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Leila R. Taylor v. Michael Feinberg and Marcy Feinberg

July 26, 2011

LEILA R. TAYLOR, PLAINTIFF,
v.
MICHAEL FEINBERG AND MARCY FEINBERG, DEFENDANTS.



The opinion of the court was delivered by: Hon. Joan H. Lefkow

OPINION AND ORDER

Plaintiff Leila R. Taylor ("Leila") filed a third amended complaint against Michael Feinberg ("Michael") and Marcy Feinberg ("Marcy") arising from Michael's alleged misappropriation of assets belonging to the estates of Leila's and Michael's parents, Erla and Max Feinberg (respectively, "Erla" and "Max"), as well as assets belonging to Leila as a joint account holder with Michael.*fn1 The claims against Michael are for breach of fiduciary duty (Count I), constructive fraud (Count II), fraudulent concealment (Count III), unjust enrichment (Count IV), conversion (Count V), equitable accounting (Count VI), and violation of the Illinois Joint Tenancy Act ("JTA"), 765 Ill. Comp. Stat. 1005/4 (Count VII). The claims against Marcy are for aiding and abetting Michael's alleged misconduct (Count VIII) and unjust enrichment (Count IX). Before this court are Michael's and Marcy's motions to dismiss the complaint pursuant to Federal Rule of Civil Procedure 12(b)(6). For the following reasons, Michael's motion [#96] is denied, and Marcy's motion [#97] is granted in part and denied in part.

BACKGROUND*fn2

Erla and Max, the parents of Michael and Leila, were residents of Chicago, Illinois and had amassed considerable wealth before their deaths. Third Am. Compl.¶¶ 6--7. Max died on December 4, 1986, Erla on October 21, 2003. Id. During the nearly twenty years Erla lived after Max's death, she remained in Chicago, near Michael and his children. Id. ¶ 7. Leila, at all relevant times, lived in California with her husband, Marshall Taylor ("Marshall"). Id. ¶¶ 1, 7, 21. Michael had power of attorney for Erla starting in June 1994 and tended to her financial affairs until her death. Id. ¶¶ 2, 7.

While Erla was alive, she held joint bank accounts with her two children. Id. ¶ 9. All statements for the joint accounts were sent to Michael. Id. ¶ 11. Leila alleges that from early 1987 to December 18, 2004, Michael misappropriated at least $450,000 for his own benefit from these accounts. Id. ¶¶ 9--10. Leila alleges that the misappropriations include, among others, the following transactions that Michael made from joint accounts: (1) from November 19, 1997 to December 18, 2004, he withdrew at least $55,025 from a joint account at JPMorgan Chase ("Chase account"); (2) in December 2002, he wrote a $100,000 check to himself for the purchase of a summer home from the Chase account; (3) in February 2000, he wrote and cashed a check for $58,000 for personal use from the Chase account; (4) from 1998 to 2004, he wrote checks amounting to at least $26,625 for his grandchildrens' tuition from the Chase account; (5) from December 1997 to 2004, he made ATM withdrawals of at least $86,000 from a joint account at the Bank of Lincolnwood ("Lincolnwood account");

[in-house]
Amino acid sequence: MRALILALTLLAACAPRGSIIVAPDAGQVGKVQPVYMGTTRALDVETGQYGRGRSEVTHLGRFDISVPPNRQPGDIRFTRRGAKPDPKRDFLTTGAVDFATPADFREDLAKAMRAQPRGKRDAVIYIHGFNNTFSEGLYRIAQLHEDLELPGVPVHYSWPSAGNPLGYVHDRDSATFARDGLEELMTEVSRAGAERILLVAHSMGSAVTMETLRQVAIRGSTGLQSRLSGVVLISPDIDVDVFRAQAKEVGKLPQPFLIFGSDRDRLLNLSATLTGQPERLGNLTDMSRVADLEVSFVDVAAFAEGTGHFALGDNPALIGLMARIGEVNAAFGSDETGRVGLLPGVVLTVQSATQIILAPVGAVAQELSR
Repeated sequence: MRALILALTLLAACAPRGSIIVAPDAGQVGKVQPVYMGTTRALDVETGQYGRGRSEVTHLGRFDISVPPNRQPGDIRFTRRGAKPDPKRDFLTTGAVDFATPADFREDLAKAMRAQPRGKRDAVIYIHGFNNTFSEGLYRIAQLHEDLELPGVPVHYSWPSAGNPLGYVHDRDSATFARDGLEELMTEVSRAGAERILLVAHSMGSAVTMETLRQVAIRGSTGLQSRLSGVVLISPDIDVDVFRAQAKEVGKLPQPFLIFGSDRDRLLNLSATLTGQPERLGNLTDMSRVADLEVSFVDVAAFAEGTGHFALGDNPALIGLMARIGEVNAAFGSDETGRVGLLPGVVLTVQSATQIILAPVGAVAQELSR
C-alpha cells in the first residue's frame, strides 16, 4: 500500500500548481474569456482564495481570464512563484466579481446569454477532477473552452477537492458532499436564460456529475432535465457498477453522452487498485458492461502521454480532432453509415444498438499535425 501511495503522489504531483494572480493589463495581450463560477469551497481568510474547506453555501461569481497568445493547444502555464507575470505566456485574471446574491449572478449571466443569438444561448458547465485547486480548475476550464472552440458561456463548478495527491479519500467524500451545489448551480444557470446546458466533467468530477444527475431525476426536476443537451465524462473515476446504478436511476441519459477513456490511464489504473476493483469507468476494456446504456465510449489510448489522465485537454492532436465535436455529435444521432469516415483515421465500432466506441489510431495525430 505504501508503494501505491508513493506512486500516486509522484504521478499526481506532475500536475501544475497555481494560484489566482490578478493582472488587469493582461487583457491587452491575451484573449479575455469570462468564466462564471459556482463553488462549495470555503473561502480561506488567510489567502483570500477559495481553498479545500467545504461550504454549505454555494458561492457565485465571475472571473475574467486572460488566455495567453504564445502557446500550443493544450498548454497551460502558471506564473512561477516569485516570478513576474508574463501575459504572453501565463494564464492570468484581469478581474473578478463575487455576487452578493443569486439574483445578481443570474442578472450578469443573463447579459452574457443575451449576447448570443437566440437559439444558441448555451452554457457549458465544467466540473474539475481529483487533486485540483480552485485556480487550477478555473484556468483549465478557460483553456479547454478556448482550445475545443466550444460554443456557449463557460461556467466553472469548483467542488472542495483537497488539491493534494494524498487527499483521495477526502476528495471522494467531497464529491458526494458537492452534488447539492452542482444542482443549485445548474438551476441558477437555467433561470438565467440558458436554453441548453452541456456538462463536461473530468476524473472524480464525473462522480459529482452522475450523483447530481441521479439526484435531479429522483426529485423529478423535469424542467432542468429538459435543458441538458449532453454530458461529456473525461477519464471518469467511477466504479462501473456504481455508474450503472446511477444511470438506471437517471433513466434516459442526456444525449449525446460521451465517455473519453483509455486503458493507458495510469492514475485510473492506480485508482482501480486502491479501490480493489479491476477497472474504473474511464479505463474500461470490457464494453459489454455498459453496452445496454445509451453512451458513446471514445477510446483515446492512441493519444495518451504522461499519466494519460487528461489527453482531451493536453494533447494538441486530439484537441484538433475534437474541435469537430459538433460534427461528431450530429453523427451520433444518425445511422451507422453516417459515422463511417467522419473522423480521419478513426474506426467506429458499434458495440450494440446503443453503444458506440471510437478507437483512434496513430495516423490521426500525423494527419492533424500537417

(6) in December 2002, he wrote an $80,000 check to himself towards a summer home purchase from the Lincolnwood account; (7) from 1998 to 2004, he wrote checks totaling at least $44,650 for his grandchildrens' tuition from the Lincolnwood account; and (8) he made other withdrawals or payments from the joint accounts benefitting himself and other family members aside from Leila. Id. ¶ 10. Leila further claims that Michael misappropriated stock and bond income rightfully owned by Max's estate to which Leila had rights as Max's heir. Id. ¶¶ 9, 12. Michael also allegedly received Erla's social security income and allowance from Max's estate without accounting for the checks. Id.¶ 13.

The misappropriations, according to Leila, continued for over a year after Erla's death and deprived Leila of at least $300,000 and possibly upwards of $850,000. Id.

¶¶ 15--16. Michael claims that Erla orally authorized him to withdraw what money he needed from the joint accounts as long as he accounted to Leila. Id. ¶ 14. Leila alleges, however, that Michael admits he did not account to Leila. Id. Leila claims that Michael refused to provide her with documentation about the joint accounts upon her request in January 2004, leading her to first review joint account statements only in November 2004. Id. ¶ 17. Leila further learned about Michael's alleged misappropriation from a probate matter involving Erla's estate on May 19, 2006. Id. ¶ 18. She claims that the misappropriation started as early as 1987, leaving a nearly ten-year gap before the earliest documentation of alleged misappropriation that Leila is aware of, which is from November 1997. Id.